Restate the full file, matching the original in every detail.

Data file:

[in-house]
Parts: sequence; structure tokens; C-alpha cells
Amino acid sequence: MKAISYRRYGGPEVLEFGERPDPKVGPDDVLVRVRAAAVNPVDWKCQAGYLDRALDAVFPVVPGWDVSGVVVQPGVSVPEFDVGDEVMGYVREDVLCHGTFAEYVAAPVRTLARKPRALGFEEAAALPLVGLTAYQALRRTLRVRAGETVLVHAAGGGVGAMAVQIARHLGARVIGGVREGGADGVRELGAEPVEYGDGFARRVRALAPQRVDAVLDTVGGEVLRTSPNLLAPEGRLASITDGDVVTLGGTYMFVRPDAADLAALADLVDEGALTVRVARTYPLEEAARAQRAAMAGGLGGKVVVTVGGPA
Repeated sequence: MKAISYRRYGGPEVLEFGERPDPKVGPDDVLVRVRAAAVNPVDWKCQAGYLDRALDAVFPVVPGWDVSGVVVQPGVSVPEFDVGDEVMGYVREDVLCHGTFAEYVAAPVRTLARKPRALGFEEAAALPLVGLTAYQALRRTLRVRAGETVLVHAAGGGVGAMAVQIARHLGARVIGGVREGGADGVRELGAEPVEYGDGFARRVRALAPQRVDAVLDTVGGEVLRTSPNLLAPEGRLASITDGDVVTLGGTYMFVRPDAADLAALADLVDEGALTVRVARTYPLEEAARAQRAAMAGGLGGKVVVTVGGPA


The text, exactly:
[in-house]
Parts: sequence; structure tokens; C-alpha cells
Amino acid sequence: MKAISYRRYGGPEVLEFGERPDPKVGPDDVLVRVRAAAVNPVDWKCQAGYLDRALDAVFPVVPGWDVSGVVVQPGVSVPEFDVGDEVMGYVREDVLCHGTFAEYVAAPVRTLARKPRALGFEEAAALPLVGLTAYQALRRTLRVRAGETVLVHAAGGGVGAMAVQIARHLGARVIGGVREGGADGVRELGAEPVEYGDGFARRVRALAPQRVDAVLDTVGGEVLRTSPNLLAPEGRLASITDGDVVTLGGTYMFVRPDAADLAALADLVDEGALTVRVARTYPLEEAARAQRAAMAGGLGGKVVVTVGGPA
Repeated sequence: MKAISYRRYGGPEVLEFGERPDPKVGPDDVLVRVRAAAVNPVDWKCQAGYLDRALDAVFPVVPGWDVSGVVVQPGVSVPEFDVGDEVMGYVREDVLCHGTFAEYVAAPVRTLARKPRALGFEEAAALPLVGLTAYQALRRTLRVRAGETVLVHAAGGGVGAMAVQIARHLGARVIGGVREGGADGVRELGAEPVEYGDGFARRVRALAPQRVDAVLDTVGGEVLRTSPNLLAPEGRLASITDGDVVTLGGTYMFVRPDAADLAALADLVDEGALTVRVARTYPLEEAARAQRAAMAGGLGGKVVVTVGGPA